Quote of the Week

“The best of all gifts around any Christmas tree:
the presence of a happy family
all wrapped up in each other.”
~ Burton Hillis ~

Image by: Kai Hendry

Uplifting Moment...

I'm deep into Christmas preparations (like so many of you!) and spending as much time as possible talking with my girl who is home from college, my hubs who is officially on vacation, and my boy--in between his many social engagements. So in light of this, I'm taking a little bloggie break.

But never fear! I'll not abandon my blog completely during this time. To add an uplifting moment to your holiday season, I'm posting a video I posted several years ago. It has since inspired a massive international movement, but I'm going to share the 2006 video that I originally posted. I promise, if you haven't already seen it (and even if you have) it's totally worth the short commercial you must endure to watch it. Enjoy!

Quote of the Week

“Close friends contribute to our personal growth. They also contribute to our personal pleasure, making the music sound sweeter, the wine taste richer, the laughter ring louder
because they are there.”
~ Judith Viorst ~

Image by: ImNotQuiteJack

Twenty Something

The other day, my son told me a story which he found most amusing. An acquaintance of his turned eighteen. Amidst birthday congrats posted on her Facebook page from various friends, her mother added the comment, “Woo Hoo! I’m free! I’m free!”

I laughed out loud along with him, then I commented, “But you know, we’re never really free. We’ll always be ‘the mom’ (or dad).”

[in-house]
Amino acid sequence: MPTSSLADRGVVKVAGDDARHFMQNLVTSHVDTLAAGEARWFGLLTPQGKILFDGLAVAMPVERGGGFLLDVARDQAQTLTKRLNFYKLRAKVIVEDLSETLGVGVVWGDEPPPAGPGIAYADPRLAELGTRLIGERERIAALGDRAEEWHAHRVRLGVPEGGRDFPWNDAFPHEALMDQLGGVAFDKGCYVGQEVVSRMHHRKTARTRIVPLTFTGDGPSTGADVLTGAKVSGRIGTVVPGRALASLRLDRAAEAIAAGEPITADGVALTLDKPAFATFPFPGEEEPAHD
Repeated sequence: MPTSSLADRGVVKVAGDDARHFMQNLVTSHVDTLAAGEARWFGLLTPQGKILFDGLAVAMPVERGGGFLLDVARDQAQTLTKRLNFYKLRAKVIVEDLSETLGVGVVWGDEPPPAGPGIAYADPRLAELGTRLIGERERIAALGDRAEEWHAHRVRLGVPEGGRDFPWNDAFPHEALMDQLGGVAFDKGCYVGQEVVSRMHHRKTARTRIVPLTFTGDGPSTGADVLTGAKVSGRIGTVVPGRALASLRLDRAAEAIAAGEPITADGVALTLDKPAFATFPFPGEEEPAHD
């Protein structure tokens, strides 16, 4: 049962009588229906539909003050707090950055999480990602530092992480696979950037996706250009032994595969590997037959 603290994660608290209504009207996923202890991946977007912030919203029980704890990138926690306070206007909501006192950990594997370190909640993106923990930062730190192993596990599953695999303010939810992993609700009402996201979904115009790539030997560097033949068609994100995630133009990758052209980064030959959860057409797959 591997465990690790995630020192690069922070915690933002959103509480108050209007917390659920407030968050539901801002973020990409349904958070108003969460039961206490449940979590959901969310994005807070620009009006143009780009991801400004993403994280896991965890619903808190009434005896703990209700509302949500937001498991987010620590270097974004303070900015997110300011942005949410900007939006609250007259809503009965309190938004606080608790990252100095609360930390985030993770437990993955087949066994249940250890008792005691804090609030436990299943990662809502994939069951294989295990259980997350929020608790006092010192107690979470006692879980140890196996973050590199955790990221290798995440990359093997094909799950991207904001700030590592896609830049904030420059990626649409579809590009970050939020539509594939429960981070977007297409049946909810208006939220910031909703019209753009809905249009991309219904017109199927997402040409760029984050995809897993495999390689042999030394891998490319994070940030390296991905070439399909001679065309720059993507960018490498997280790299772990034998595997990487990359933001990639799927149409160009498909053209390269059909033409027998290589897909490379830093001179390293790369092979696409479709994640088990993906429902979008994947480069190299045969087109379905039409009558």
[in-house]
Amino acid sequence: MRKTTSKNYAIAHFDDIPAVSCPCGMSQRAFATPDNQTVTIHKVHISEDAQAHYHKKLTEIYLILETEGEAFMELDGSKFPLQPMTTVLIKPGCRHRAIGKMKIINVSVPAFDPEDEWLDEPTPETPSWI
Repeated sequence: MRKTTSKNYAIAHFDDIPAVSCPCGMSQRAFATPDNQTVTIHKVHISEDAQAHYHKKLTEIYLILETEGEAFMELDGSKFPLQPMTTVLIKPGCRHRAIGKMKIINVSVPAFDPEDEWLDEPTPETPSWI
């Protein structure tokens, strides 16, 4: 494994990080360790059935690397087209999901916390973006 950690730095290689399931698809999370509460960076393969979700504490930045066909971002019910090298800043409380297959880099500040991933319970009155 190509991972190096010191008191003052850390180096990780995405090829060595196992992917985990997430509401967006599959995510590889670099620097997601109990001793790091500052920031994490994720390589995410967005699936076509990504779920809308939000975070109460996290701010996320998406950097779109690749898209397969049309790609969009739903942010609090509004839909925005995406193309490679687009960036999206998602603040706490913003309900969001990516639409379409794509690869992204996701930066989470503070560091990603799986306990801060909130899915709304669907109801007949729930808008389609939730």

Then I started thinking about how our parenting role keeps changing over time. With the changes getting more dramatic as our kids age. Lately I’ve been freaking out about the fact that very soon I won’t be a “…freelance writing, happily married mom of two teens.” It’s not the “freelance writing, happily married” part, but the changing “mom of two teens” part that’s causing the freak.

I believe I’ve mentioned in the past that my daughter’s birthday is on Christmas Day. My due date back in 1991 was December 16th, and as it got further and further into December without our unborn child even hinting at a debut, I remember I started praying. “Okay God, please make it any day but Christmas. Any day but Christmas. Any day but Christmas…”

Yeah, well.

If anyone out there doesn’t think God has a sense of humor, I can assure you he was most likely laughing uproariously when he had our little package delivered (Sorry honey, couldn’t resist the pun!) at 10:47 a.m. Christmas morning. I’m sure he was like, “Puh-leeeze! Your names are Chris & Holly! What other day would I have your sweet baby girl arrive!”

But I digress; it’s not her birth story that’s causing me to freak either. It’s the year. Our sweet, baby girl is turning TWENTY!

Two decades.
Four quinquennials.
One-fifth of a Century.

How can I be the parent of a twenty-year old!

Part of the problem is that although in “real life” I’m 49 years old, inside the imaginary world in which I dwell, I’m a super-cool twenty something. My body knows it’s 49 as evidenced by my annoying knee twinges, plantar fasciitis, biceps tendonitis, blah, blah, blah. But in my head I only graduated from college a few years ago.

I’m not the only one who thinks like this, am I?

It’s like, all this stuff keeps happening that logically I should know is going to happen, and yet, always seems to catch me by surprise.

Like when our oldest graduated from high school and went off to college. Or when our youngest began learning to drive.

And now this. In ten days I’ll no longer be a mother of teens. My role is changing. Again.


But time waits for no man, or mom. So I must press on. And in so doing, I come to the truly important part of this post. What am I supposed to do with my bio on here? Since I can no longer refer to myself as a “mom of two teens,” what am I? I don’t even know how to explain myself anymore. The mom of a twenty and teen? A mom of kids who are bigger than I am? Help me out here, people. Any suggestions?

Image by: baileyraeweaver

Quote of the Week